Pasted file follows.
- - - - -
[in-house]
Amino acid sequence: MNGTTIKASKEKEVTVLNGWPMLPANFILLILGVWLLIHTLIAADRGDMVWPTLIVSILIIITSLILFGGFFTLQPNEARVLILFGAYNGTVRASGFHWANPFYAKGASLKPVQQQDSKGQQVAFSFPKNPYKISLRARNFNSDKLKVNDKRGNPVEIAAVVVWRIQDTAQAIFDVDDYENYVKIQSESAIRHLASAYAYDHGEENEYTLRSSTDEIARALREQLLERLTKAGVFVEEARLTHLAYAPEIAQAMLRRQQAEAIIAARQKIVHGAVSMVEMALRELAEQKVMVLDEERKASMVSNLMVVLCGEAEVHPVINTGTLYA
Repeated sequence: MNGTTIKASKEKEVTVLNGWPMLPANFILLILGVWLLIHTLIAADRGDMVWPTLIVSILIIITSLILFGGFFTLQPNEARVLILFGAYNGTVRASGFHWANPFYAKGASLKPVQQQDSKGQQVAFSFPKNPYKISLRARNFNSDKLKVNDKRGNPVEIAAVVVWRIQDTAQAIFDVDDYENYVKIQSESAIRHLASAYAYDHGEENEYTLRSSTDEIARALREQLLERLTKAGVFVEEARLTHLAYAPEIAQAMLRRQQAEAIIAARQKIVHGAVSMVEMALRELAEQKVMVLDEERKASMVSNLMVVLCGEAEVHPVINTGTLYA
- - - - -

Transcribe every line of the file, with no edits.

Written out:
[in-house]
Amino acid sequence: MNGTTIKASKEKEVTVLNGWPMLPANFILLILGVWLLIHTLIAADRGDMVWPTLIVSILIIITSLILFGGFFTLQPNEARVLILFGAYNGTVRASGFHWANPFYAKGASLKPVQQQDSKGQQVAFSFPKNPYKISLRARNFNSDKLKVNDKRGNPVEIAAVVVWRIQDTAQAIFDVDDYENYVKIQSESAIRHLASAYAYDHGEENEYTLRSSTDEIARALREQLLERLTKAGVFVEEARLTHLAYAPEIAQAMLRRQQAEAIIAARQKIVHGAVSMVEMALRELAEQKVMVLDEERKASMVSNLMVVLCGEAEVHPVINTGTLYA
Repeated sequence: MNGTTIKASKEKEVTVLNGWPMLPANFILLILGVWLLIHTLIAADRGDMVWPTLIVSILIIITSLILFGGFFTLQPNEARVLILFGAYNGTVRASGFHWANPFYAKGASLKPVQQQDSKGQQVAFSFPKNPYKISLRARNFNSDKLKVNDKRGNPVEIAAVVVWRIQDTAQAIFDVDDYENYVKIQSESAIRHLASAYAYDHGEENEYTLRSSTDEIARALREQLLERLTKAGVFVEEARLTHLAYAPEIAQAMLRRQQAEAIIAARQKIVHGAVSMVEMALRELAEQKVMVLDEERKASMVSNLMVVLCGEAEVHPVINTGTLYA